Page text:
All on deck for some seafood fun

The Oceanaire Seafood Room's oyster bar captures the feel of dining on a classic ocean liner. The Oceanaire Seafood Room's oyster bar captures the feel of dining on a classic ocean liner. (ERIK JACOBS FOR THE BOSTON GLOBE)
Email|Print|Single Page| Text size + By James Reed
Globe Staff / April 26, 2008

An early taste of what's new on the restaurant scene

Here's the trick to giving your restaurant a fun, retro vibe: It has to be carried out all the way. If you're going for good-time nostalgia, it should be reflected in the ambience, the décor, the food, and the pricing.

The Oceanaire Seafood Room, a new fish-lover's mecca that opened in January near Government Center, has half of the equation down pat. The place is fun, even a little kitschy at times, but at heart it's an upscale restaurant that takes its menu seriously with prices to match the quality. It may seem like you're in a time warp, but $40 entrees will snap you back to today's economic reality.

Oceanaire aims for a very specific sense of time and place - "a classic 1930s ocean liner" where you can "lose yourself in a classier era of Americana," according to its website.

That explains peppy Ella Fitzgerald tunes on the soundtrack, vintage grooming products like Vitalis and Old Spice in the men's restroom (but what's up with the Aquanet hairspray?), a cocktail menu with faded stars such as the Harvey Wallbanger, mounted fish on the walls, and canisters of Old Bay seasoning on the tables.

It occasionally feels like it could be part of a chain, which it is. The first Oceanaire opened in Minneapolis, and now there are 15 restaurants spread throughout the United States. This new outpost is the only one in New England, and if it can lure tourists to its quiet corner on Court Street, it could be a huge success. (It already has an advantage: Duck Boat tours zoom right past it.)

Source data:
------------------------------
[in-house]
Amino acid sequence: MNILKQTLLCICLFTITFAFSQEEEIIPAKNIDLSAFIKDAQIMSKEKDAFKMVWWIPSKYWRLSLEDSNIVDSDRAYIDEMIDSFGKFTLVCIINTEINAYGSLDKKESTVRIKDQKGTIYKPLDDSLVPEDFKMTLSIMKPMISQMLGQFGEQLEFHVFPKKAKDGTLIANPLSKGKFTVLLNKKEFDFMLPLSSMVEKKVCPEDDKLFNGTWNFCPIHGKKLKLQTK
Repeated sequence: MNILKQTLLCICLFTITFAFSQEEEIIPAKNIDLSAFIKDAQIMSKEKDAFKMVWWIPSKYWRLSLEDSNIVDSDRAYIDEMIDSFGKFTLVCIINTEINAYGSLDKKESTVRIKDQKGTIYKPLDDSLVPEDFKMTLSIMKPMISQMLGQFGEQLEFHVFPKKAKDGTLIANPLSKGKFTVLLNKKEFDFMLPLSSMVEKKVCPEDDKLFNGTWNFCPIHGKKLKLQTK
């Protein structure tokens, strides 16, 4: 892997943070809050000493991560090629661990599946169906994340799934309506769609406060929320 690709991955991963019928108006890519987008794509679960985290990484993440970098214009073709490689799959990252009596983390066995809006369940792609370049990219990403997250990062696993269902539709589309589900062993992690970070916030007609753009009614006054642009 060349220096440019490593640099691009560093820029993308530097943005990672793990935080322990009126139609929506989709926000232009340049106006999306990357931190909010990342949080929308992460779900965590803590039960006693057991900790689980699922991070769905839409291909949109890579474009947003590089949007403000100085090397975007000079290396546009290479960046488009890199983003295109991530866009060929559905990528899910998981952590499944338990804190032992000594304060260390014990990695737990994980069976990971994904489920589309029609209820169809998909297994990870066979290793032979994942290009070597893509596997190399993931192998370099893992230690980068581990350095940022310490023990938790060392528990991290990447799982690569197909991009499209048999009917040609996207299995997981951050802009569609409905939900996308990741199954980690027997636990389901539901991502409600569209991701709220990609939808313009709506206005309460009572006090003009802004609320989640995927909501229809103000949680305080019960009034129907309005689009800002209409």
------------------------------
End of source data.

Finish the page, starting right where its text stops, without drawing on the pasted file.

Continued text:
True to its vision, the Oceanaire does look and feel like a movie set, the kind of place where Frank Sinatra might have dined when he was in town. Housed in a former United States Trust Bank built in 1930, the restaurant is expansive with a wide-open bar area backlit with blue lights and a comfortable dining room with high ceilings and tall windows with wooden shutters.

You'll get a spiel as soon as you sit down, as well as an amuse-bouche such as pickled herring or perhaps ceviche on a tortilla chip. The Oceanaire, we were told earlier this week, is an "ultra-fresh seafood restaurant," meaning everything pretty much arrives that morning or afternoon.

At the top of executive chef Dan Enos's menu, which changes daily depending on market availability, is an impressive array of sea delights: New Zealand moonfish, Point Judith calamari, Georges Bank sea scallops, and so on; the ones with the check mark beside them are available that day. That's in addition to the soups, salads, and options from the oyster and raw bars.

Once you've chosen your fish, you decide how you want it prepared - grilled, broiled, or as one of the specialty entrees. On our visit, there were 25 kinds of fish offered. That was almost too much, but we didn't go wrong with any of them. The seared, wild Alaskan halibut, meaty and moist, was the best I've had in months, cooked simply and matched perfectly to a vegetable risotto in a little pool of basil-lemon drizzle.

Likewise, a whole lobster stuffed with crab was a spectacle to behold, and even better on the palate. Scallops crusted with foie gras were almost too rich to finish, but the yellowfin ahi tuna was lightly grilled and redolent of its kalamata vinaigrette.

If you don't eat seafood, which would be a mistake here, there's a small variety of steak offerings, including a delicious 7-ounce filet mignon. Or, as the vegan in our group discovered, you can make a meal from the side dishes (the edamame succotash and salt-and-vinegar matchstick fries were particularly addictive). Just keep in mind that the sides, like all of the a la carte entrees, are massive, suited for the whole table and served family-style.

By the time our waitress was setting aflame our dessert of baked Alaska (how 1930s ocean liner!), we had been at the Oceanaire for two hours and the old-school vibe had come full circle. Yet another Ella Fitzgerald song played overhead, but then the check arrived. Back to 2008.

The Oceanaire Seafood Room, 40 Court St., 617-742-2277, (Note: Menu changes daily, so prices will vary.) Appetizers: $8.95-$18.95. Entrees: $23.95-$79.95. Steaks: $31.95-$42.95. Desserts: $6.95-$12.95. Wines by the glass: $9-$25.

James Reed can be reached at

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